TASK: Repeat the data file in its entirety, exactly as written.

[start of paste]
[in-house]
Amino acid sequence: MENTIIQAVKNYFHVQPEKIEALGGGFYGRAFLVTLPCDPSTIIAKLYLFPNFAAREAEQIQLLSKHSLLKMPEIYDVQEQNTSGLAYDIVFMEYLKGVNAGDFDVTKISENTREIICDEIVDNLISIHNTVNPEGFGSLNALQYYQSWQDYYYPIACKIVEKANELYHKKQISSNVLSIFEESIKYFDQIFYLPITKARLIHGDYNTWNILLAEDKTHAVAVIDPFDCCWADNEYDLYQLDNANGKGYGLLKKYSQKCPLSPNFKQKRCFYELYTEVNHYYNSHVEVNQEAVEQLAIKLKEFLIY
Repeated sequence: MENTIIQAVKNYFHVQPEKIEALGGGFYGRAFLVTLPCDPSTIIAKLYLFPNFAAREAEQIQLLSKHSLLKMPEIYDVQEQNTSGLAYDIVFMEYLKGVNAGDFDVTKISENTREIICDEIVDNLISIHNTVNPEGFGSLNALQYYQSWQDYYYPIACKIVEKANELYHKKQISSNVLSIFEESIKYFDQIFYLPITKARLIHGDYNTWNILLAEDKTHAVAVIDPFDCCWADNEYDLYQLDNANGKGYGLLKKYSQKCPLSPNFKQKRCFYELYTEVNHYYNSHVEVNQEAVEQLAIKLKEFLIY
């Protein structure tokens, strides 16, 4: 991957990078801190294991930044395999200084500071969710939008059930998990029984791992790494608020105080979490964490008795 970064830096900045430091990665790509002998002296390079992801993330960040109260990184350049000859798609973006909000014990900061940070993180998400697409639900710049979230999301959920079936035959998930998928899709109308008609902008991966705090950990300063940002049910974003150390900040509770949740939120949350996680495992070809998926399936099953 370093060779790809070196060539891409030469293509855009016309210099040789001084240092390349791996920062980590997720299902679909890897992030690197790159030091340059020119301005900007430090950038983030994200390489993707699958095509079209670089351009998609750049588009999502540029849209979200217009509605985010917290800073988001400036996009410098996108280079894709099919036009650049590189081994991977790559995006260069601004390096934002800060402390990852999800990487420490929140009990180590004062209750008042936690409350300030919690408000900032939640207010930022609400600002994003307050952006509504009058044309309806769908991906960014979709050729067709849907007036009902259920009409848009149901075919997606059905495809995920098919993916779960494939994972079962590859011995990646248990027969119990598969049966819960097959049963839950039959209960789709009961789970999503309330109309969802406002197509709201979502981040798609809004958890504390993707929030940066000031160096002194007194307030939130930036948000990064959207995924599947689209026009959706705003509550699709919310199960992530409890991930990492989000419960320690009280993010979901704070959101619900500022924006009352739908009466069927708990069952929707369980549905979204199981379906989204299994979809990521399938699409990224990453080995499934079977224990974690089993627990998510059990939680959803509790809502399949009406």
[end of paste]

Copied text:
[in-house]
Amino acid sequence: MENTIIQAVKNYFHVQPEKIEALGGGFYGRAFLVTLPCDPSTIIAKLYLFPNFAAREAEQIQLLSKHSLLKMPEIYDVQEQNTSGLAYDIVFMEYLKGVNAGDFDVTKISENTREIICDEIVDNLISIHNTVNPEGFGSLNALQYYQSWQDYYYPIACKIVEKANELYHKKQISSNVLSIFEESIKYFDQIFYLPITKARLIHGDYNTWNILLAEDKTHAVAVIDPFDCCWADNEYDLYQLDNANGKGYGLLKKYSQKCPLSPNFKQKRCFYELYTEVNHYYNSHVEVNQEAVEQLAIKLKEFLIY
Repeated sequence: MENTIIQAVKNYFHVQPEKIEALGGGFYGRAFLVTLPCDPSTIIAKLYLFPNFAAREAEQIQLLSKHSLLKMPEIYDVQEQNTSGLAYDIVFMEYLKGVNAGDFDVTKISENTREIICDEIVDNLISIHNTVNPEGFGSLNALQYYQSWQDYYYPIACKIVEKANELYHKKQISSNVLSIFEESIKYFDQIFYLPITKARLIHGDYNTWNILLAEDKTHAVAVIDPFDCCWADNEYDLYQLDNANGKGYGLLKKYSQKCPLSPNFKQKRCFYELYTEVNHYYNSHVEVNQEAVEQLAIKLKEFLIY
């Protein structure tokens, strides 16, 4: 991957990078801190294991930044395999200084500071969710939008059930998990029984791992790494608020105080979490964490008795 970064830096900045430091990665790509002998002296390079992801993330960040109260990184350049000859798609973006909000014990900061940070993180998400697409639900710049979230999301959920079936035959998930998928899709109308008609902008991966705090950990300063940002049910974003150390900040509770949740939120949350996680495992070809998926399936099953 370093060779790809070196060539891409030469293509855009016309210099040789001084240092390349791996920062980590997720299902679909890897992030690197790159030091340059020119301005900007430090950038983030994200390489993707699958095509079209670089351009998609750049588009999502540029849209979200217009509605985010917290800073988001400036996009410098996108280079894709099919036009650049590189081994991977790559995006260069601004390096934002800060402390990852999800990487420490929140009990180590004062209750008042936690409350300030919690408000900032939640207010930022609400600002994003307050952006509504009058044309309806769908991906960014979709050729067709849907007036009902259920009409848009149901075919997606059905495809995920098919993916779960494939994972079962590859011995990646248990027969119990598969049966819960097959049963839950039959209960789709009961789970999503309330109309969802406002197509709201979502981040798609809004958890504390993707929030940066000031160096002194007194307030939130930036948000990064959207995924599947689209026009959706705003509550699709919310199960992530409890991930990492989000419960320690009280993010979901704070959101619900500022924006009352739908009466069927708990069952929707369980549905979204199981379906989204299994979809990521399938699409990224990453080995499934079977224990974690089993627990998510059990939680959803509790809502399949009406």